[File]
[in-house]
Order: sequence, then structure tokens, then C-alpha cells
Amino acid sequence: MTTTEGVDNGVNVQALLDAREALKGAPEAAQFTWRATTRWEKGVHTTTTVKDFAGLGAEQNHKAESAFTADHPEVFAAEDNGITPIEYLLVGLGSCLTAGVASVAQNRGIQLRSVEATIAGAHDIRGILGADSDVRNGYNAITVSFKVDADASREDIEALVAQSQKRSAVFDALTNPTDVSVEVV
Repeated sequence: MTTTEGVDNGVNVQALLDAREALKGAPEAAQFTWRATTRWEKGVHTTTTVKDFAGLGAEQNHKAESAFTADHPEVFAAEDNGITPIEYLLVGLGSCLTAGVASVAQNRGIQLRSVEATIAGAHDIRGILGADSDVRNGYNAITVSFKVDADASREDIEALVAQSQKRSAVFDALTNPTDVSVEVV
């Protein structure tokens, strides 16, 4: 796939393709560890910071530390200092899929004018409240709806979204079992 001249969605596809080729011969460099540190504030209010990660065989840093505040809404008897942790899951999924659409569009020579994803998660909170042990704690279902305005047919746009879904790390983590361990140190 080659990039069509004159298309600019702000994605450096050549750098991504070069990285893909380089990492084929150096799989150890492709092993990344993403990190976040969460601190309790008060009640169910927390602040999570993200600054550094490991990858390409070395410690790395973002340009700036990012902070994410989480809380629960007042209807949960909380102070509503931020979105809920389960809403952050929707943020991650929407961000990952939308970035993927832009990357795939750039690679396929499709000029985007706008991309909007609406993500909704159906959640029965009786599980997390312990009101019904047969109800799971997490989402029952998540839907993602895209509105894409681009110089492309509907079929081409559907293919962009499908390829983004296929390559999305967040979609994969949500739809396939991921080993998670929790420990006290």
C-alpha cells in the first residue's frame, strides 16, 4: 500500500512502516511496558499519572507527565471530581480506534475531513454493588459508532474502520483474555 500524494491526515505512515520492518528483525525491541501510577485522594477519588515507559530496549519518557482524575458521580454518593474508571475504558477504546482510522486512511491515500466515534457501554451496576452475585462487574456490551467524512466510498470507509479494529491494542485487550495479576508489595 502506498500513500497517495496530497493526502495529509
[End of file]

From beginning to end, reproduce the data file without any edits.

[in-house]
Order: sequence, then structure tokens, then C-alpha cells
Amino acid sequence: MTTTEGVDNGVNVQALLDAREALKGAPEAAQFTWRATTRWEKGVHTTTTVKDFAGLGAEQNHKAESAFTADHPEVFAAEDNGITPIEYLLVGLGSCLTAGVASVAQNRGIQLRSVEATIAGAHDIRGILGADSDVRNGYNAITVSFKVDADASREDIEALVAQSQKRSAVFDALTNPTDVSVEVV
Repeated sequence: MTTTEGVDNGVNVQALLDAREALKGAPEAAQFTWRATTRWEKGVHTTTTVKDFAGLGAEQNHKAESAFTADHPEVFAAEDNGITPIEYLLVGLGSCLTAGVASVAQNRGIQLRSVEATIAGAHDIRGILGADSDVRNGYNAITVSFKVDADASREDIEALVAQSQKRSAVFDALTNPTDVSVEVV
């Protein structure tokens, strides 16, 4: 796939393709560890910071530390200092899929004018409240709806979204079992 001249969605596809080729011969460099540190504030209010990660065989840093505040809404008897942790899951999924659409569009020579994803998660909170042990704690279902305005047919746009879904790390983590361990140190 080659990039069509004159298309600019702000994605450096050549750098991504070069990285893909380089990492084929150096799989150890492709092993990344993403990190976040969460601190309790008060009640169910927390602040999570993200600054550094490991990858390409070395410690790395973002340009700036990012902070994410989480809380629960007042209807949960909380102070509503931020979105809920389960809403952050929707943020991650929407961000990952939308970035993927832009990357795939750039690679396929499709000029985007706008991309909007609406993500909704159906959640029965009786599980997390312990009101019904047969109800799971997490989402029952998540839907993602895209509105894409681009110089492309509907079929081409559907293919962009499908390829983004296929390559999305967040979609994969949500739809396939991921080993998670929790420990006290």
C-alpha cells in the first residue's frame, strides 16, 4: 500500500512502516511496558499519572507527565471530581480506534475531513454493588459508532474502520483474555 500524494491526515505512515520492518528483525525491541501510577485522594477519588515507559530496549519518557482524575458521580454518593474508571475504558477504546482510522486512511491515500466515534457501554451496576452475585462487574456490551467524512466510498470507509479494529491494542485487550495479576508489595 502506498500513500497517495496530497493526502495529509